Brown Dwarfs, Low-Mass Stars, and Directly Imaged Exoplanets in the Era of Gaia

Conveners: Jackie Faherty, American Museum of Natural History; John Bochanski, Rider University; Jonathan Gagne, Carnegie DTM

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Astrometric surveys of increasing precision are responsible for our understanding of the structure of the Milky Way. For instance, early studies by Kapteyn 1905 and Eggen 1965 identified large kinematically coherent associations of stars through ground based kinematic studies of common proper motion and parallax. Those associations were resolved into smaller age-coherent groups with the progression to milliarcsecond parallaxes and proper motions with the Tycho and Hipparcos surveys (Perryman et al. 1997, Hog et al. 2000).

We are now on the precipice of a new era in the kinematic understanding of the Milky Way as we are moving from milli- to microarcsecond astrometry with the Gaia data release catalogs. It is no understatement to say that Gaia will revolutionize our understanding of the kinematic structure of the Milky Way galaxy.  Importantly it will drastically update our astrometric understanding of low-mass stars.  For instance, Hipparcos only had parallaxes for 10% of stars within 30pc, and 2% of all those within 100 pc.  Gaia will give us parallaxes for all stars within  50pc, down to the substellar boundary (0.072 Msol) and for all stars above 0.12 Msol within 150pc (through M5--the peak of the mass function).  In April 2018 Gaia will make public the second data release, containing 1.5 billion parallaxes and six million radial velocities. This will be a 10,000 fold increase over what Hipparcos supplied and at a precision up to 100 times better. Leading up to Cool Stars 20 (as well as for many years to follow) we will see a giant leap forward in the membership lists as well as fine-detailed kinematic, velocity, and spatial resolutions of all clusters, star forming regions, and moving groups within a few hundred parsecs from the Sun. Moreover, we will see the identification and refinement of co-moving pairs as well as hierarchical systems (triples, quadruples, etc.) that will be the seed for understanding co-evolving structures in the Galaxy.


Coeval associations of stars, such as those found in star forming regions, clusters, and kinematically coherent moving groups, are unique testbeds for stellar and Galactic investigations (Zuckerman & Song 2004; Torres et al. 2008). Within a few hundred parsecs of the Sun, there are numerous associations ranging in age from a few megayears (e.g. Rho Ophiuchus, 0.5-2 Myr, Wilking et al. 2008; Taurus, 1-2 Myr, Daemgen et al. 2015) through hundreds of megayears (e.g. Tucana Horologium, 45 Myr; AB Doradus, 150 Myr, Bell et al. 2015; Pleiades, 112 Myr, Dahm 2015; Hyades, 750 Myr, Brandt & Huang 2015). In depth studies of the closest associations to the Sun (< 200 pc) have revealed that they harbor large numbers of low-mass stars, brown dwarfs, and even objects whose mass falls below the deuterium burning boundary (so called free-floating planetary-mass objects; Gagne et al. 2015; Faherty et al. 2016). Moreover, given that moving groups harbor the closest young stars to the Sun, they are also the targeting ground for directly imaged exoplanets. Associations such as Tucana Horologium, TW Hya, and AB Doradus contain isolated objects that range in mass from a few solar masses down to a few Jupiter masses (Gagne et al. 2017, Faherty in prep) as well as stars with planetary-mass companions. Observations of these associations enable investigations of the mass function, kinematics, and spatial distribution across the full range of objects generated through star formation processes in different isolated groups at young (1-2 Myr), medium (30-50 Myr), and early adult (100-700 Myr) ages.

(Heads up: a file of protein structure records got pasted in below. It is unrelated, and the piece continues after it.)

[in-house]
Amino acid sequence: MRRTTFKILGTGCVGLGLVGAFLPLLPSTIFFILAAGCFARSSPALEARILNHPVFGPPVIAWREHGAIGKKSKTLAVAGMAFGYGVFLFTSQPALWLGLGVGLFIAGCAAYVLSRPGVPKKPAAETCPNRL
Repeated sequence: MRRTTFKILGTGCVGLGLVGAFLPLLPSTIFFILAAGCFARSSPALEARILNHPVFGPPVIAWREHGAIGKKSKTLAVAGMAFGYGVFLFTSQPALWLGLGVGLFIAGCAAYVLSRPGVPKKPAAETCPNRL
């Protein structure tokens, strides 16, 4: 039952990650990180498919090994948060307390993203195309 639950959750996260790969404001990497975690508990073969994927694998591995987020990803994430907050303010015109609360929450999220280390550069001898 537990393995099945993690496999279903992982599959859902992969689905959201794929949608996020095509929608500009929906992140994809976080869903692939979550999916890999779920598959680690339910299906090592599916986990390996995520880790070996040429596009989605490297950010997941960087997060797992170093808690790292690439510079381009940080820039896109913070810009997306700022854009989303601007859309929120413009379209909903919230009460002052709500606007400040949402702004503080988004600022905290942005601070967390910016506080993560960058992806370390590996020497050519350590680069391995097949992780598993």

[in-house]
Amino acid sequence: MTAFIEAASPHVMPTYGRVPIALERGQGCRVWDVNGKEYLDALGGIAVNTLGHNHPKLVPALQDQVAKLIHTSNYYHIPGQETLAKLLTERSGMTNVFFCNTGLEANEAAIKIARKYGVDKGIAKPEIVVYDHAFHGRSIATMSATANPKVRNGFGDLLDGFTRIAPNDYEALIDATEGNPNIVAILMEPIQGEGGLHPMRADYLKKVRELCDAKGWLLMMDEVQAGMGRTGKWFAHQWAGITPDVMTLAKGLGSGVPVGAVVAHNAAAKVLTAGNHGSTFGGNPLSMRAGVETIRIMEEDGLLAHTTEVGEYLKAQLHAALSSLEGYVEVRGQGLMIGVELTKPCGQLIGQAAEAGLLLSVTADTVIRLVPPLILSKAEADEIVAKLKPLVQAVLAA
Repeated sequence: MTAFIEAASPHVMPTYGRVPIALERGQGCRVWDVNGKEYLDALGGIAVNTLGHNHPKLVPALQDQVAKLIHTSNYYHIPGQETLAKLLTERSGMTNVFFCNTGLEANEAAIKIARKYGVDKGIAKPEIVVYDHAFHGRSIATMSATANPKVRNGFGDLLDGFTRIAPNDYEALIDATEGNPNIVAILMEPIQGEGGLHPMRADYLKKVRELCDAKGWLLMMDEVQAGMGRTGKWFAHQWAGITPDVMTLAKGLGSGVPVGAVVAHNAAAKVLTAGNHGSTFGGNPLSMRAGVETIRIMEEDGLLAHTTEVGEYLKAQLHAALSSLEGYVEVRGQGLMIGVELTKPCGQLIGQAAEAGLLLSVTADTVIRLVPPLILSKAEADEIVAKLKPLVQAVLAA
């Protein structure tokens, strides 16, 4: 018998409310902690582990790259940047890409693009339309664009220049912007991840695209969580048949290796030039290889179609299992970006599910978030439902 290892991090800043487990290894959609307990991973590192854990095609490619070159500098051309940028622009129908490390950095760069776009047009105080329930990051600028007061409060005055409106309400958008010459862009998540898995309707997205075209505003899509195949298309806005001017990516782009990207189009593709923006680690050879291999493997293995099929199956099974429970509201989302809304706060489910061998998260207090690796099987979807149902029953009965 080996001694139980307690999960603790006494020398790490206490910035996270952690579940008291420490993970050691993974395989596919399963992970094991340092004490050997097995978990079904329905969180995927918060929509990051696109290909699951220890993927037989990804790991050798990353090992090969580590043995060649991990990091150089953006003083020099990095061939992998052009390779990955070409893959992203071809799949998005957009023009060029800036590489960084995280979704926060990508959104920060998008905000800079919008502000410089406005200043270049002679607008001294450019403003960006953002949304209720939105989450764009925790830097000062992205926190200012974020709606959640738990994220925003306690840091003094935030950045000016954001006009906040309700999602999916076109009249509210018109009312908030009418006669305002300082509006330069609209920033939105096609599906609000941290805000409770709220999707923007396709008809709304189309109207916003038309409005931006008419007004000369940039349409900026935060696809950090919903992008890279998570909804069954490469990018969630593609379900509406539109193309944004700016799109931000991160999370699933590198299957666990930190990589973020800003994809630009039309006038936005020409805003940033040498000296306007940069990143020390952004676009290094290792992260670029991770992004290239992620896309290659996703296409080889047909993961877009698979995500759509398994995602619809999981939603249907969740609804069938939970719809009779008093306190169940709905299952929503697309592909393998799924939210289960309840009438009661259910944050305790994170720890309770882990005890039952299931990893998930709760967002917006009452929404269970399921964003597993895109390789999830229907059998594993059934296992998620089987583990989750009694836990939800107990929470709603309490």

Interestingly, the origin and evolution of many of the nearby associations remains a mystery. Nearby moving groups such as AB Doradus and  Pictoris have overlapping kinematics and are widely distributed across the sky. Associations such as Tucana Horologium and TW Hya have bottom-heavy mass functions with a surprisingly large number of low-mass stars, brown dwarfs and free-floating planetary-mass objects (see e. g. Gagne et al. 2015, 2017; Faherty et al. 2016). Many associations do not trace back into a singular point which would be indicative of a singular moment for the collapse of a nascent cloud but rather appear to be filamentary in origin (e.g. Donaldson et al. 2016, Riedel et al. 2017).

In this splinter session we will highlight the work being done to refine cluster membership lists, determine mass functions, and ground the important relations for higher mass stars that might host giant exoplanets, low-mass stars, brown dwarfs, and free floating planetary-mass sources. We will also highlight the work ongoing to uncover co-moving, low-mass stars and brown dwarfs in Gaia and investigate telling parameters of co-evolution.


For the 180 minute allotted time slot, we will have two 80 minute sessions with a 20 minute break in the middle.  We will also reserve at least 10 minutes for a poster pop/lightning talk for anyone with a relevant poster on the topic.  With the remaining  150 minutes of content, we will host 9 speakers giving 15 minute talks (12+3).  We will reserve 15 minutes for a general discussion with the audience about the most important Gaia studies that are ongoing for low-mass stars, brown dwarfs, and directly imaged exoplanets.


If you are interested in speaking in this session or presenting a poster pop/lightning talk please submit to our google form.